In this rulemaking proposal, however, the agency admits that it has no information that suggests that past or existing emergency exemptions have negatively impacted road safety. It did point out that before it allowed the COVID-19 exemptions to expire, FMCSA requested comment on how much motor carriers were continuing to rely on the COVID-19 emergency declaration and whether there has been any impact on safety (87 FR 54630). (See more below.)

Proposed Changes to Emergency Regulatory Exemptions

Under the proposed changes, FMCSA would make some changes to 390.5 that it says would clarify and simplify the language without changing the regulation's meaning.

More significant are proposed revisions to section 390.23.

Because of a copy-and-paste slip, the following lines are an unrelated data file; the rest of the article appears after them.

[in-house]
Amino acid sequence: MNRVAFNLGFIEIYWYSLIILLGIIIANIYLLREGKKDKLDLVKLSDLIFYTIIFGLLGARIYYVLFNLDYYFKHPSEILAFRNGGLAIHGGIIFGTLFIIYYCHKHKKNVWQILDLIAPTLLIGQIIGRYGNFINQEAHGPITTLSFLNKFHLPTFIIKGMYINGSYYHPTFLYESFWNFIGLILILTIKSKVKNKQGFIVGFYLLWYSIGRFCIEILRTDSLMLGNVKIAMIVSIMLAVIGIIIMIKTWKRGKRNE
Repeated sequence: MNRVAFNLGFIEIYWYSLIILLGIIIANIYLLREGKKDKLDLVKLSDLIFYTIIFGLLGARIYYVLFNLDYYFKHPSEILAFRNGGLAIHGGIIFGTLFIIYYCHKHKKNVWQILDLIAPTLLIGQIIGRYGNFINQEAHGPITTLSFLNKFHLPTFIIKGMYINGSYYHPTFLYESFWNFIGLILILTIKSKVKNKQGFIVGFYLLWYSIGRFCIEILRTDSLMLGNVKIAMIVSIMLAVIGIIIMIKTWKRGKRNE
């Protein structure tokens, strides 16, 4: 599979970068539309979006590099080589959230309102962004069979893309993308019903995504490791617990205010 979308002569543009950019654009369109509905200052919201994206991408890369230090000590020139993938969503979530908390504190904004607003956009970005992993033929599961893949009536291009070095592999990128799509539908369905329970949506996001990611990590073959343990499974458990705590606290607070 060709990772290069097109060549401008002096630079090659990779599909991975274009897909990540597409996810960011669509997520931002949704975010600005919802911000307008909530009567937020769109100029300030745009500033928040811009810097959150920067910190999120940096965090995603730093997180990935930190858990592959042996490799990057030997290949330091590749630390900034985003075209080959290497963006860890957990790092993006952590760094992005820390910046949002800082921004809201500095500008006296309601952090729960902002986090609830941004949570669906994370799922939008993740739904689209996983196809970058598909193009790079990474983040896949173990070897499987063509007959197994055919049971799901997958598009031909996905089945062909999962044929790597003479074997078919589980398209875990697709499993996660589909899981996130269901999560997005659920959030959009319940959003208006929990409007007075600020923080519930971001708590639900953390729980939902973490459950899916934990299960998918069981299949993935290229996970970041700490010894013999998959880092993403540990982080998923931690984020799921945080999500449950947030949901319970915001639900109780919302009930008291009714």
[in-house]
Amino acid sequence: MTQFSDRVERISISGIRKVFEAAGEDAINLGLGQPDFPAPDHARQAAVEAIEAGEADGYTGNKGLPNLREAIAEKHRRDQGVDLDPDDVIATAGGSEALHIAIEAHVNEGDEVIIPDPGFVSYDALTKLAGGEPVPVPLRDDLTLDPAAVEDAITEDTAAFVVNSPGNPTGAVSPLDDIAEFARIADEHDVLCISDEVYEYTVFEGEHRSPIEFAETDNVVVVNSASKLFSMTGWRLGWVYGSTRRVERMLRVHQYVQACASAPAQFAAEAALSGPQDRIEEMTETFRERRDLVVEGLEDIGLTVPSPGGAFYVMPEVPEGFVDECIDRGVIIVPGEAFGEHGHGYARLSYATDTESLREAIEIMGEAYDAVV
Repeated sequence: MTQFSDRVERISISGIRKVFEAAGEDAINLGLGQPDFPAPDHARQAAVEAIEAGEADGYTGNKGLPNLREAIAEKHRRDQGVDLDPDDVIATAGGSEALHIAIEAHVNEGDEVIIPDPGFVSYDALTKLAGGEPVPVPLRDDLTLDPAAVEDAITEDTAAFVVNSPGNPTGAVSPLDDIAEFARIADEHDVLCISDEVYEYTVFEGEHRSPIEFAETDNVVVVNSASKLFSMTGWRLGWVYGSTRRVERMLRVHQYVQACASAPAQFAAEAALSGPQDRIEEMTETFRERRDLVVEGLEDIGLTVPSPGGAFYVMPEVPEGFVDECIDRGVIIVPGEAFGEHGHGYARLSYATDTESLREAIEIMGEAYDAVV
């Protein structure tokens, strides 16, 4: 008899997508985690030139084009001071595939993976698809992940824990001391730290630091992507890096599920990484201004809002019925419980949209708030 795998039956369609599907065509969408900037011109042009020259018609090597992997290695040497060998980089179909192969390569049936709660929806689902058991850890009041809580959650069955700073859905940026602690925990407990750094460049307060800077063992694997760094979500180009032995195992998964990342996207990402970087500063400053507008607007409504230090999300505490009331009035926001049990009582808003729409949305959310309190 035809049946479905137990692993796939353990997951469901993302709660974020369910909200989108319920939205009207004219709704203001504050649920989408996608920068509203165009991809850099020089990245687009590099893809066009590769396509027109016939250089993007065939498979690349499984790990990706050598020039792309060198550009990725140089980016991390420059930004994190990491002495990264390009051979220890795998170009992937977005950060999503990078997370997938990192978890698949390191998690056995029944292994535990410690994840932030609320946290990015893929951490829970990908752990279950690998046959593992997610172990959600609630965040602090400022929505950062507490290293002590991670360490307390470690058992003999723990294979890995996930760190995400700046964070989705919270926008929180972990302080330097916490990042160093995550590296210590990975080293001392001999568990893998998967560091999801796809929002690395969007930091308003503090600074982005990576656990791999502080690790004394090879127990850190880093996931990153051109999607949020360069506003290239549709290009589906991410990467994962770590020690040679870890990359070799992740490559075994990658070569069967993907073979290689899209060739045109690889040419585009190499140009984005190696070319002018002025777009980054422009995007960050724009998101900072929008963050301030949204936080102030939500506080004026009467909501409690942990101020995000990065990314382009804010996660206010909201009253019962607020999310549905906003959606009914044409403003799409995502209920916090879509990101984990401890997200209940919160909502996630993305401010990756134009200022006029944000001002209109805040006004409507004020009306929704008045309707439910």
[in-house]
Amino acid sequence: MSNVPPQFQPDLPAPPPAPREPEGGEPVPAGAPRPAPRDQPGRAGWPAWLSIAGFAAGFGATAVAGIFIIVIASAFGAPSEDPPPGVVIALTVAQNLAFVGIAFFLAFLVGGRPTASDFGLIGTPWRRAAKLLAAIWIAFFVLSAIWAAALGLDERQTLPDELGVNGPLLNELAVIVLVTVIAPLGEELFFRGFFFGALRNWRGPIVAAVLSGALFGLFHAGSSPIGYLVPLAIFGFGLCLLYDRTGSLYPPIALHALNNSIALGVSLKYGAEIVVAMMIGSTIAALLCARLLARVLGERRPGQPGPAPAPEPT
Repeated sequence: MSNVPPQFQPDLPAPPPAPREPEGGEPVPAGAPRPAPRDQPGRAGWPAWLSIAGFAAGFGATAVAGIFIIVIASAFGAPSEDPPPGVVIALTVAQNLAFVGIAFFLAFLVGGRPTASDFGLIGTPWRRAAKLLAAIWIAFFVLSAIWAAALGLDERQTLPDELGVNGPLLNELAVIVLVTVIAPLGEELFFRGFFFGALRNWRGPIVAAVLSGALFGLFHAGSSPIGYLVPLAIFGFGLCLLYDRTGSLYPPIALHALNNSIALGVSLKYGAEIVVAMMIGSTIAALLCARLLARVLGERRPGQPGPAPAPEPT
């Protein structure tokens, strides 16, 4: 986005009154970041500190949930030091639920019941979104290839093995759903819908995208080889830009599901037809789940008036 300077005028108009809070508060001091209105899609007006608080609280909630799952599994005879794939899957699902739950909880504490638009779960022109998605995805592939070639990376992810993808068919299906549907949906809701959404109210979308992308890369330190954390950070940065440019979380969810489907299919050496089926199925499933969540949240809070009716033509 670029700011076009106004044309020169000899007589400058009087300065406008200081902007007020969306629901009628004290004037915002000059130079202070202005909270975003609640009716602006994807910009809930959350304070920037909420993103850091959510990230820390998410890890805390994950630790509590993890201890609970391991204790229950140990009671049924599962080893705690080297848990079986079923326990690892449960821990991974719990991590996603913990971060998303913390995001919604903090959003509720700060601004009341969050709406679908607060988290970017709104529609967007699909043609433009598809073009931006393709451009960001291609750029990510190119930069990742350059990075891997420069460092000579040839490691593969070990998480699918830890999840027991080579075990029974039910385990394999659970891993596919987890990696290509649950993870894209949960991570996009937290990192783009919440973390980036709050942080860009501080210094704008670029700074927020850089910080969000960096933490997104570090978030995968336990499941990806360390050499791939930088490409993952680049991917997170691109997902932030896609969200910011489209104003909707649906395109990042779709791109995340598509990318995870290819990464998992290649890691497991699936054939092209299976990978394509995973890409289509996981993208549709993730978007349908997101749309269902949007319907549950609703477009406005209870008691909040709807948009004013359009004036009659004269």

While presidential declarations of emergency would continue to trigger a 30-day exemption from all FMCSRs in parts 390 through 399, the proposed rule would limit the duration of the automatic regulatory relief for regional emergencies. It would apply for only five days, rather than the current 30 days. In addition, it would exempt commercial drivers only from the hours of service regulations.

FMCSA explained that in its experience in monitoring emergency declarations, in most cases, the actual emergency, such as the specific weather event, is over within five days. Any emergency relief efforts extending beyond that time are typically geared to rebuilding and not to the time-critical emergency response scenarios the rule was originally meant to address.

For local emergencies, the automatic regulatory relief would be limited to the hours-of-service regulations. This regulatory relief was already limited to five days, so no changes there.